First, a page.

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Coagulation Counseling

Coagulation Counseling

Anna D. Garrett, PharmD, BCPS, CPP
Published Online: Monday, December 1, 2008   [ Request Print ]


Dr. Garrett is manager of the Health Education Center at Mission Hospitals in Asheville, North Carolina.



LMWH Lowers DVT Risk After Arthroscopic Surgery

A recent study of patients undergoing arthroscopic knee surgery showed a decrease in deep vein thrombosis (DVT) in patients who were treated with prophylactic low-molecularweight heparin (LMWH) for 7 or 14 days after surgery. Investigators randomized 1761 patients who underwent knee arthroscopy in an Italian clinic to wear full-length graduated compression stockings for 7 days or to receive daily subcutaneous LMWH for 7 or 14 days.

After 3 months, the incidence of the primary efficacy endpoint—asymptomatic proximal DVT, proximal or distal symptomatic DVT, or death from any cause—was significantly lower in the LMWH groups (0.9% in both the 7- and 14-day groups) than in the stocking group (3.2%). These primary endpoint events were more common in patients who underwent meniscectomy than in those who underwent diagnostic arthroscopic procedures or surgeries not involving meniscus removal.



Acting Surgeon General Issues Call to Action

Acting Surgeon General Steven K. Galson, MD, MPH, has issued a call to action to reduce the number of cases of deep vein thrombosis (DVT) and pulmonary embolism (PE) in the United States. DVT and PE affect an estimated 350,000 to 600,000 Americans each year. Together, DVT and PE contribute to at least 100,000 deaths each year.

The call to action urges a coordinated, multifaceted plan to reduce the numbers of cases of DVT and PE nationwide. The plan emphasizes the need for:

  • Increased awareness about DVT and PE
  • Evidence-based practices for DVT
  • More research on the causes, prevention, and treatment of DVT

The call to action resulted from a Surgeon General's Workshop on DVT that was convened in May 2006. The complete document is available at: www.surgeongeneral.gov/library/calls/index.html.



Low-Dose Aspirin Helps Prevent Clots in PV

Polycythemia vera (PV) and essential thrombocytosis (ET) are chronic disorders with an increased risk of arterial and venous thrombosis, as well as bleeding.

Based on the estimated individual risk of thrombotic and bleeding complications, different therapeutic strategies are available: phlebotomy for PV or platelet apheresis for ET, or drug therapy (eg, hydroxyurea, anagrelide, interferon alpha) and aspirin to prevent platelet aggregation. Long-term administration of aspirin is associated with an increased risk of major upper gastrointestinal bleeding and hemorrhagic stroke, however.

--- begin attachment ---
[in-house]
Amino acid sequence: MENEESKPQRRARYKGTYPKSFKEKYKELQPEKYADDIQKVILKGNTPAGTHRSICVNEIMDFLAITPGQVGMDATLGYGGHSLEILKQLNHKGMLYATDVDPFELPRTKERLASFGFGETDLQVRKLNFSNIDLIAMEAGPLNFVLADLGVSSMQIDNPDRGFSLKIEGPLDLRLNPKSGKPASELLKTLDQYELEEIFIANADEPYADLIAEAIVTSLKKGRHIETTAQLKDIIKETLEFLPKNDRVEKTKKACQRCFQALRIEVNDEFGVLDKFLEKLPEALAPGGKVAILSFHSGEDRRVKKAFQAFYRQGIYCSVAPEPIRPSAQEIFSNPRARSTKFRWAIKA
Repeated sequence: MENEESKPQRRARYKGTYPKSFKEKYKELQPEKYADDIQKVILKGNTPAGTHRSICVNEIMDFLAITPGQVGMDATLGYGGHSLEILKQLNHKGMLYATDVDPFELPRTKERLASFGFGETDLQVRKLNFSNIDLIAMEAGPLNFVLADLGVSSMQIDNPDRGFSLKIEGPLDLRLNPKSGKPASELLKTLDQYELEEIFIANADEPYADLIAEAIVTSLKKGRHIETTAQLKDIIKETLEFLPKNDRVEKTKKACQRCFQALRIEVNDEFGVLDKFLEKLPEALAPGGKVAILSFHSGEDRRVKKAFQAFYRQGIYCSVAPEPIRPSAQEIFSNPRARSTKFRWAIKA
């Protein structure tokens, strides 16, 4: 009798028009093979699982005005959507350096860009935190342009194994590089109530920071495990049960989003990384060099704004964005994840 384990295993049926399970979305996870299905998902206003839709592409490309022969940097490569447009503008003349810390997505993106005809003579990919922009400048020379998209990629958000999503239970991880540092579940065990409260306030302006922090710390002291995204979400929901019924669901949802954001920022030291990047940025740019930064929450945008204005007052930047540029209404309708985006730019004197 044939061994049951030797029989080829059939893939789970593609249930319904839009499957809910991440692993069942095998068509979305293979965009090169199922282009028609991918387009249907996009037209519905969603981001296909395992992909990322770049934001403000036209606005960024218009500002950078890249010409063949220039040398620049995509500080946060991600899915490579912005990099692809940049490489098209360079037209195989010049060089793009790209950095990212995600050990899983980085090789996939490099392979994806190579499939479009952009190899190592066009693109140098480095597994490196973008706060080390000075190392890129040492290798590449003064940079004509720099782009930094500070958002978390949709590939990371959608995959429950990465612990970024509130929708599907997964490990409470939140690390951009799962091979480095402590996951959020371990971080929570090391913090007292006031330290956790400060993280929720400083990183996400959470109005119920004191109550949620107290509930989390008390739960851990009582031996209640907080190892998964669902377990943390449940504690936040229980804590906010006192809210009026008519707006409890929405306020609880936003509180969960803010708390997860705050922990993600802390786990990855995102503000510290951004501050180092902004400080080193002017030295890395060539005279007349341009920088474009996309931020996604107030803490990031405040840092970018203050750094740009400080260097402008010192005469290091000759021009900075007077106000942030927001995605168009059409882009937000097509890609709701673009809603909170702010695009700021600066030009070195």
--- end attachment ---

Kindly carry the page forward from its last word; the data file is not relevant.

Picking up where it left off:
The efficacy of low-dose aspirin has been studied in PV, and, given the evidence, it appears that the risk of bleeding is outweighed by the benefit of a reduction in fatal thrombotic events when compared with placebo. No increased risk of major bleeding was noted. Therefore, low-dose aspirin is recommended for patients with PV and no contraindications to therapy. No studies on the effects of low-dose aspirin in patients with ET have been published.



CMS Adds Postoperative DVT/PE to List of "Never Events"

The Centers for Medicare & Medicaid Services (CMS) announced that it is taking several actions to improve the quality of care in hospitals and reduce the number of preventable medical errors that result in serious consequences for the patient.

Numerous studies have documented the detrimental effects on patients and the increased costs of health care services resulting from a patient's preventable injury or condition acquired due to hospital errors.

These can include "never events"—those events that never should occur—like amputation of the wrong limb or transfusing patients with the wrong blood type.

CMS is working with the National Quality Forum (NQF)—a national organization acting to promote patient safety and improve hospital care—on ways to reduce or eliminate 28 Never Events identified by NQF.

Among the newest group of Never Events is deep vein thrombosis (DVT) or pulmonary embolism (PE) after total knee or total hip replacement surgery. The new ruling means that CMS will not pay facilities for additional costs incurred as a result of the event. CMS has determined that DVT/PE is reasonably preventable with proper care.

In addition to the final rule, CMS sent a letter to state Medicaid directors providing information about how states can adopt the same never events practices. The letter specifically encourages states to adopt the same nonpayment policies outlined in the final Medicare rule.

Nearly 20 states already have or are considering methods to eliminate payment for some never events. The final rule is effective for discharges after October 1, 2008.


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